The pressure was on. I knew where I needed to improve on the previous session, and I was confident we had made the right move with the setup changes. At an average of 1 min 30 sec per lap, it meant we wouldn’t get many laps done in the time. On my first circuit I worked on bringing the tyres up to temperature, my second I went for a flying lap, just to get a reasonable time, but I ended up held up by another car.

I made sure I had a decent gap in front of me for my last lap, at this point I still hadn’t produced a respectable time for qualifying. I only had one final chance for a fast lap. The start of the lap felt good but could have been better as the tyres were still coming up to temperature but the end of the lap the car felt as if it was on rails. This is the best the car had felt all weekend, it seemed to be on the edge, but comfortable at the same time. I came across the finish line in 5th and all I had to do now was wait for the other cars to complete their final laps. Jonathan Bomarito, my team mate in the number 70 Mazda SpeedSource, came in on pole position, nudging me into 6th place overall.

Saturday was race day, and the main event started at 12.30. It was becoming a hot day, and I was starting in the car because of my qualifying result.

The start was awesome. A rolling start, we approached the start line, all the cars lined up two by two. I had been promoted back up to fifth as one of the cars ahead of me had been disqualified. My other team mate was alongside me for the start in the 69 Mazda SpeedSource car.

Going into the first corner I held 5th, I went all the way round the outside of turn 2, 3, and 4 which gave me the opportunity for overtaking into turn 5 hairpin. The car next to me was squeezing me towards the corner but I kept my ground, then suddenly – bang! My car jumped in the air; we had made contact with our front wheels.

We overshot the corner a little bit but not enough to lose position, and I had the line for the next few corners. I had made my way into 4th place. As the race settled down I kept position, but roughly 30 minutes into the race the safety car was called out when one of the Daytona prototypes had engine problems and went up in smoke.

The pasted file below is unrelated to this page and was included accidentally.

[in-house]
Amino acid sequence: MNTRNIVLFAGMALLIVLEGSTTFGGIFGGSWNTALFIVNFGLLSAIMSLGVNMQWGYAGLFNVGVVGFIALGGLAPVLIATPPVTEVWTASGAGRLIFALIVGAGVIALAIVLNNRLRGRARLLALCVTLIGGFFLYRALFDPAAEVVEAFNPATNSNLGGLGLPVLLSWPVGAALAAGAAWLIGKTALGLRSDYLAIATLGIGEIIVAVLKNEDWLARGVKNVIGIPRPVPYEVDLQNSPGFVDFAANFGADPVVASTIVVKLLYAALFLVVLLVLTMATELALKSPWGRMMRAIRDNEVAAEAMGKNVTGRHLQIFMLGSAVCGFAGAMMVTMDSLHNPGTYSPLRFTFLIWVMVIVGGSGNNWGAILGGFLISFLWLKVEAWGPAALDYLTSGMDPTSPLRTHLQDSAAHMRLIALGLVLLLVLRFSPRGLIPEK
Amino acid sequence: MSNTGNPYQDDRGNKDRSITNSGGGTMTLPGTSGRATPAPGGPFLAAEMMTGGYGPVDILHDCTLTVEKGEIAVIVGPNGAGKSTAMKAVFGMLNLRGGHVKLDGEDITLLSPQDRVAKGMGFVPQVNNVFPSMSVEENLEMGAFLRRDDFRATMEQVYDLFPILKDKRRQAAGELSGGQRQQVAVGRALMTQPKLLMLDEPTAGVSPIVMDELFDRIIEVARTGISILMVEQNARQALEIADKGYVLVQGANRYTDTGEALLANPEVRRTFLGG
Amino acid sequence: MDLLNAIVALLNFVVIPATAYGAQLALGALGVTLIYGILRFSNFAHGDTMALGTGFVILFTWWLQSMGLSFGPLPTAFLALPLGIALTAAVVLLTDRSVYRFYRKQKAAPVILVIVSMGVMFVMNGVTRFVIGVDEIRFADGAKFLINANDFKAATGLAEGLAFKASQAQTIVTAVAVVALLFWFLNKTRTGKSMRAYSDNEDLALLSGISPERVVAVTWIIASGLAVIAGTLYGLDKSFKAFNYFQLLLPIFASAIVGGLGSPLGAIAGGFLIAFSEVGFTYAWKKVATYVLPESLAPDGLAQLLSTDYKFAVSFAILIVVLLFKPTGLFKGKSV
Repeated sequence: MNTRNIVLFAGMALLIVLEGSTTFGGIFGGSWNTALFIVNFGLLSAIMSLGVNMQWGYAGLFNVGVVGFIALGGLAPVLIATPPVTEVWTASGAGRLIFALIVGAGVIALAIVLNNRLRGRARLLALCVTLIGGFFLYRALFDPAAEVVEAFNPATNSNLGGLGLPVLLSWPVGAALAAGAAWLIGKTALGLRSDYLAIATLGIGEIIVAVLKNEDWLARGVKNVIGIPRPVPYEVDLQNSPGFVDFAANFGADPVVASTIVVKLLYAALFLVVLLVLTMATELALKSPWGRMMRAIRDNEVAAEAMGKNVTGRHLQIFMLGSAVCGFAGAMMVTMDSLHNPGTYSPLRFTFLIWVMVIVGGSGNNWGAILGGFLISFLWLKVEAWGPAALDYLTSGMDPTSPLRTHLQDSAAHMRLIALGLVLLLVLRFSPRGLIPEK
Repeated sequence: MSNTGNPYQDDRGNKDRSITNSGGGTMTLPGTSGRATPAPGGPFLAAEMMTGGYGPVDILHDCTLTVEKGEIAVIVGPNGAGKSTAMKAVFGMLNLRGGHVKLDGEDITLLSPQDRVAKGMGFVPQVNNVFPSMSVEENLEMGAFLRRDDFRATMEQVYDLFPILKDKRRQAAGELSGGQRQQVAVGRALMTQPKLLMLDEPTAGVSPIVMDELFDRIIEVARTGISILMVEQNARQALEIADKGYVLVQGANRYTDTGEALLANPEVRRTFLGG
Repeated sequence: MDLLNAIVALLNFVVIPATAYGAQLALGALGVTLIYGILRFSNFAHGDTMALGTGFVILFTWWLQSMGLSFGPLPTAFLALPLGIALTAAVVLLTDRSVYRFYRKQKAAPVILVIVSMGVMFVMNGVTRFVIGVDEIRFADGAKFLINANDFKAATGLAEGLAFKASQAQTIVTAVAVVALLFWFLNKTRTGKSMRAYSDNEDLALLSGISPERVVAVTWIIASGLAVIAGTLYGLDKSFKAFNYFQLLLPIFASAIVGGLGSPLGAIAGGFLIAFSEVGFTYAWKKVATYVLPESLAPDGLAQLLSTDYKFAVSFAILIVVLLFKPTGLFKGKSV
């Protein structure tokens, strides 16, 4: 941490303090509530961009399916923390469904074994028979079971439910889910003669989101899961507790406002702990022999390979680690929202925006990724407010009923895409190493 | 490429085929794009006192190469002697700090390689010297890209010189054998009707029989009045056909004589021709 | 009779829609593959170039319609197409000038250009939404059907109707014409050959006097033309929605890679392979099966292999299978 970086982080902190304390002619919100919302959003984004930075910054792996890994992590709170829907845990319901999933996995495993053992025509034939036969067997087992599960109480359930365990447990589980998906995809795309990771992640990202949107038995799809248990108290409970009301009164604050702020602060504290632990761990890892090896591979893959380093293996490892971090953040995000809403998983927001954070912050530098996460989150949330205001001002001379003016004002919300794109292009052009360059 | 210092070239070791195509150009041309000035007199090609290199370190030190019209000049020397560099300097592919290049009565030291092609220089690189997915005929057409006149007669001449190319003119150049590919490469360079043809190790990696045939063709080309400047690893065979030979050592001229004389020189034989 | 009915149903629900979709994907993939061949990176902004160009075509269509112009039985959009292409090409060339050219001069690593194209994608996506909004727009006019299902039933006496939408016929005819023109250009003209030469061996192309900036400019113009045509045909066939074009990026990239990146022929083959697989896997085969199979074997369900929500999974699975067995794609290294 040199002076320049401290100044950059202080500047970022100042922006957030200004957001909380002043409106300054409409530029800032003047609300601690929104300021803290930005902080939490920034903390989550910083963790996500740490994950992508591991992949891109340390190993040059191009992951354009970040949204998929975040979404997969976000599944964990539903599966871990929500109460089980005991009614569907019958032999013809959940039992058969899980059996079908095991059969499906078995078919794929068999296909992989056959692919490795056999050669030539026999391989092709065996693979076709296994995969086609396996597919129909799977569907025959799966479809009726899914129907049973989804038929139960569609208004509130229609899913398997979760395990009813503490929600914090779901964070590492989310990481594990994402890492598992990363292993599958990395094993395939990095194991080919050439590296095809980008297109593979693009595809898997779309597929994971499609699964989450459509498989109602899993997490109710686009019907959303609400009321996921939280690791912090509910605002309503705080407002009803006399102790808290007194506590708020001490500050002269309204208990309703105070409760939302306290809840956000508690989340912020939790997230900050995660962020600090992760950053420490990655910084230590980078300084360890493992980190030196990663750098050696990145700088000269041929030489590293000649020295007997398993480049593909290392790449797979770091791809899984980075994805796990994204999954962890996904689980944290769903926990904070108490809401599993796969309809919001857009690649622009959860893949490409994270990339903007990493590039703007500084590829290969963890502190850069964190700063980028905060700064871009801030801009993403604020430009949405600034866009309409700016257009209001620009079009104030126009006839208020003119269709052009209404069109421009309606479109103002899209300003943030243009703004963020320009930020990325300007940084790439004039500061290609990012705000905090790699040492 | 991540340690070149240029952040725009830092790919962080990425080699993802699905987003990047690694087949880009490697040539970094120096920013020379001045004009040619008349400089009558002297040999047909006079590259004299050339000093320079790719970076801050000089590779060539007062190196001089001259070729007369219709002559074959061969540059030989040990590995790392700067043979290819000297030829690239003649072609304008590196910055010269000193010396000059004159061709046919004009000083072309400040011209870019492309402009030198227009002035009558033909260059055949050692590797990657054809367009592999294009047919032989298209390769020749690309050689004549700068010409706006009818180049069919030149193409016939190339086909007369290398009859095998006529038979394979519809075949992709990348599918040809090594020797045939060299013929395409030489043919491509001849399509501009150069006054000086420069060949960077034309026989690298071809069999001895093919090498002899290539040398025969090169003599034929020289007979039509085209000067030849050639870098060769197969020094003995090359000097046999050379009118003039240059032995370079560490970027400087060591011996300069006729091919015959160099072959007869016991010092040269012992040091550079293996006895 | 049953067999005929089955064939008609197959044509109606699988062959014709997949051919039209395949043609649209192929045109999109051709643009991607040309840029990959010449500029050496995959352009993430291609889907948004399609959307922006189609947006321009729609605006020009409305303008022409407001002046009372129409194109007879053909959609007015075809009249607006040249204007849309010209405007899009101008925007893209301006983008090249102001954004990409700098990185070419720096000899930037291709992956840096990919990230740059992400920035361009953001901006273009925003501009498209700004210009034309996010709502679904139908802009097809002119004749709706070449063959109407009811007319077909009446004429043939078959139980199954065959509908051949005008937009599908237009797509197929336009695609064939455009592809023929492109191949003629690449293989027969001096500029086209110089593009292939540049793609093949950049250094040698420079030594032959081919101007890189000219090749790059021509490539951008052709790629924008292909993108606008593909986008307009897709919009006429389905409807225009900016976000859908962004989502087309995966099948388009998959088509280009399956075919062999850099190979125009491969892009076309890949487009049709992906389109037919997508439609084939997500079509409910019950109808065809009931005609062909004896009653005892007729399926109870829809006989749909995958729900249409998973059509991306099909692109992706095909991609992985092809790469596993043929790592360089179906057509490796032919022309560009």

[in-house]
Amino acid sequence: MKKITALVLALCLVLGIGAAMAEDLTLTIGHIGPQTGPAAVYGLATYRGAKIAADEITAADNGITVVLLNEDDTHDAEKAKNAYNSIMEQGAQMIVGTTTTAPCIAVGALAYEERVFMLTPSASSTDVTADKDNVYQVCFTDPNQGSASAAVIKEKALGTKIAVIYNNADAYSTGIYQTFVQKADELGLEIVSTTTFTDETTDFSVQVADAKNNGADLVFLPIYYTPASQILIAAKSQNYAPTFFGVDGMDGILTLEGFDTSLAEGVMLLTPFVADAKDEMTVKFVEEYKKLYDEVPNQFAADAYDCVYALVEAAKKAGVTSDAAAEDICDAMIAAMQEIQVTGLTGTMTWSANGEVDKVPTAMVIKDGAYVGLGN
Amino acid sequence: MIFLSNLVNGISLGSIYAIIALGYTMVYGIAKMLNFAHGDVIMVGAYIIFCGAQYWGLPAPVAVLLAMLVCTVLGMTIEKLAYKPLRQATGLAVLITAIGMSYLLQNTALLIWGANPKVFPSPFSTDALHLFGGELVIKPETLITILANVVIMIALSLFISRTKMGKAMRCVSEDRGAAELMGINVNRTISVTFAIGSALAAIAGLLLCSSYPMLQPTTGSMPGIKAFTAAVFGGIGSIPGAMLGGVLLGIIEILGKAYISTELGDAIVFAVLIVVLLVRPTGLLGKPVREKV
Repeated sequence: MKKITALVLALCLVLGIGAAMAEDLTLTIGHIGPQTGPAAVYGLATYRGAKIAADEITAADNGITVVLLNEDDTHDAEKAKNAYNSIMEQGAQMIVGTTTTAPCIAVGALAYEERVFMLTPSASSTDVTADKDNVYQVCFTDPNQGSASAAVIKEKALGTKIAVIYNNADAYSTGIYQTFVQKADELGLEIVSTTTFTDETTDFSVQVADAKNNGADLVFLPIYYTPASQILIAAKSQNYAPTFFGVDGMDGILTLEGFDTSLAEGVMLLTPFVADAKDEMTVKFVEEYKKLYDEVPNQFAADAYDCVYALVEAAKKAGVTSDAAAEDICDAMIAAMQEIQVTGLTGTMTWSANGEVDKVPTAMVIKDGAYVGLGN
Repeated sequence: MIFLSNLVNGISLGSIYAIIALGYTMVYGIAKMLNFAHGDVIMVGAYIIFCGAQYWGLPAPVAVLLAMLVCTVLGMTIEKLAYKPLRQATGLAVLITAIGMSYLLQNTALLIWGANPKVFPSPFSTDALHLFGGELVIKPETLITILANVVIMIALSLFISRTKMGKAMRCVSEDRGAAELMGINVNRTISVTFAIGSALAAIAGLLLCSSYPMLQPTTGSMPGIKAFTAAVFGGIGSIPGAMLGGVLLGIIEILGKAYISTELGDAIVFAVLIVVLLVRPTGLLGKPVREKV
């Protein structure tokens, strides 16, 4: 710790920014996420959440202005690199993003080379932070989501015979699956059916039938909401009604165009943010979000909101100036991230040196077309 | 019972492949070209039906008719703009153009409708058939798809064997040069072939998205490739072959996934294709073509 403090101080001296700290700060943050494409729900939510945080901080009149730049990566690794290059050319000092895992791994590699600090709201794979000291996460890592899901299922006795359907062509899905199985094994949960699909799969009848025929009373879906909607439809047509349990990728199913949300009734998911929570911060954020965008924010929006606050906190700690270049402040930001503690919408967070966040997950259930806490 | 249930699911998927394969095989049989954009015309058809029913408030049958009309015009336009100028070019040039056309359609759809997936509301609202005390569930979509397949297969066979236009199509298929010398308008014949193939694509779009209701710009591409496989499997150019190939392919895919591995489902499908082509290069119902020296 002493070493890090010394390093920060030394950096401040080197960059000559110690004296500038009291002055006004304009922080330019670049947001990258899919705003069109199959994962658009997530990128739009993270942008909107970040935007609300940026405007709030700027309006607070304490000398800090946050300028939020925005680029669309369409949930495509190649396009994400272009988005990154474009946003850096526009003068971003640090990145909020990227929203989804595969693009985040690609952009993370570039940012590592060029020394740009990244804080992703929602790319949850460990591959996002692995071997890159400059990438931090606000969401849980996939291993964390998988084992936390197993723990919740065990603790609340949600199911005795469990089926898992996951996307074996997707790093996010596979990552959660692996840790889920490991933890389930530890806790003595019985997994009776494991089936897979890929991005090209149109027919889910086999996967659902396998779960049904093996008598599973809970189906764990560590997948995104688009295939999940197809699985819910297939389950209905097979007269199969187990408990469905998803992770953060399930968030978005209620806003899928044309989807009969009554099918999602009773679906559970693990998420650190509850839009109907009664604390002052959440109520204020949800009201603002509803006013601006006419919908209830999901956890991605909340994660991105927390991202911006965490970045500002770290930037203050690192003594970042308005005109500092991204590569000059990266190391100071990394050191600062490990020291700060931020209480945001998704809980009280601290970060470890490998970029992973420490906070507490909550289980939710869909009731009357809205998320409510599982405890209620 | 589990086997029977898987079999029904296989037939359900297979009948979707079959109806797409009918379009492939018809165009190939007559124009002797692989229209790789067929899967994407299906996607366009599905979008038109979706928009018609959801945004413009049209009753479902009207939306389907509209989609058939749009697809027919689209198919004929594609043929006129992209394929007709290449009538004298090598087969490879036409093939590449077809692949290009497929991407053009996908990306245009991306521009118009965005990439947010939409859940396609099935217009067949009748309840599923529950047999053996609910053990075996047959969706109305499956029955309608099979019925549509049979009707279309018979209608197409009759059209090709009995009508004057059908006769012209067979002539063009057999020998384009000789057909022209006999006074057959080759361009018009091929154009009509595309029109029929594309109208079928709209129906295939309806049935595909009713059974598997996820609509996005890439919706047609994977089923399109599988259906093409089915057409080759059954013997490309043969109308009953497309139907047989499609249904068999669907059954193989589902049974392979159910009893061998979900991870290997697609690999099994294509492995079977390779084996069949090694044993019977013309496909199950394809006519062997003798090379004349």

During the safety car a lot can happen. It’s normally a good time for pit stops, and my crew were on the radio to me, telling me to come in. We took the opportunity to make a stop, put tyres on the car and refuelled. It went well, but we lost a few positions during the time, but when we rejoined the procession, the safety car was still out.

Later there was another safety car, and I was able to stay out on track for this one. The race continued and we remained in a good position. Roughly at the half way stage we pitted for a driver change, and I handed the car over to my racing partner John Edwards. We had a successful switch (we practice each day) and at this point we were running in 9th place.

A few more cars came in for their pit stops and John started to make good progress on the track. We were now up and running in about 5th place, gaining on the cars ahead. With roughly one hour to go there was yet another safety car and some teams came in to pit, so we were actually leading the race for a short while. We needed to make one more pit stop towards the end for fuel, and rejoined in 6th position, but quickly caught up with the 5th place car and took the position. At the end of the race we were also chasing 4th place, but we ran out of time. Our 2 hours 45 minutes was up.

It was a long and tough race, but the SpeedSource crew did a great job, especially John. We experienced no faults during the race or the pit stops bar a few minor scuffs on the car. We had been aiming for a top five finish, and were really pleased to manage to grab 5th in just our second race.

Each time John and I practice in the car with the team, we learn something new, and all the time this helps us to consolidate our performance and improve ready for our next race. Virginia International Raceway is in two weekends time, and unlike Barber, we both know the track, and we’re really getting to grips with the car. As the team gels more and more, there is a definite feeling that we can now achieve our first podium.